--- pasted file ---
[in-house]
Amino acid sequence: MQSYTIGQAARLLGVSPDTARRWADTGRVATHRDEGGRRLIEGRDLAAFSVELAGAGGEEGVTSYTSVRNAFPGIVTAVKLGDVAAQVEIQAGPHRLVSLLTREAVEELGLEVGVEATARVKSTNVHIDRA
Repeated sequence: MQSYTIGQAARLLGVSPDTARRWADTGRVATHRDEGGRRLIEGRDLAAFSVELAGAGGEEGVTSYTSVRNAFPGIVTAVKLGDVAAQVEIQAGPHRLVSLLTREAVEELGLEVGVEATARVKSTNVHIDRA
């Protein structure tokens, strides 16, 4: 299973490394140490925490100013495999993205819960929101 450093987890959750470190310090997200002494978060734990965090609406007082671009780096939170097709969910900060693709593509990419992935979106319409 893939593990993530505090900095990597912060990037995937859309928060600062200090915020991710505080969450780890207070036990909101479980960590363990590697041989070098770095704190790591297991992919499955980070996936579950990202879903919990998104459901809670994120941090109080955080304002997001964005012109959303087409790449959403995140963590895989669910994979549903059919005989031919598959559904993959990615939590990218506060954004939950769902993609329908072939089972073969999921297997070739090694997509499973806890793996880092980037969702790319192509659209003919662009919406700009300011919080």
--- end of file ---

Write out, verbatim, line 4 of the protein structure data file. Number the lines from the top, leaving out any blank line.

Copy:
């Protein structure tokens, strides 16, 4: 299973490394140490925490100013495999993205819960929101 450093987890959750470190310090997200002494978060734990965090609406007082671009780096939170097709969910900060693709593509990419992935979106319409 893939593990993530505090900095990597912060990037995937859309928060600062200090915020991710505080969450780890207070036990909101479980960590363990590697041989070098770095704190790591297991992919499955980070996936579950990202879903919990998104459901809670994120941090109080955080304002997001964005012109959303087409790449959403995140963590895989669910994979549903059919005989031919598959559904993959990615939590990218506060954004939950769902993609329908072939089972073969999921297997070739090694997509499973806890793996880092980037969702790319192509659209003919662009919406700009300011919080």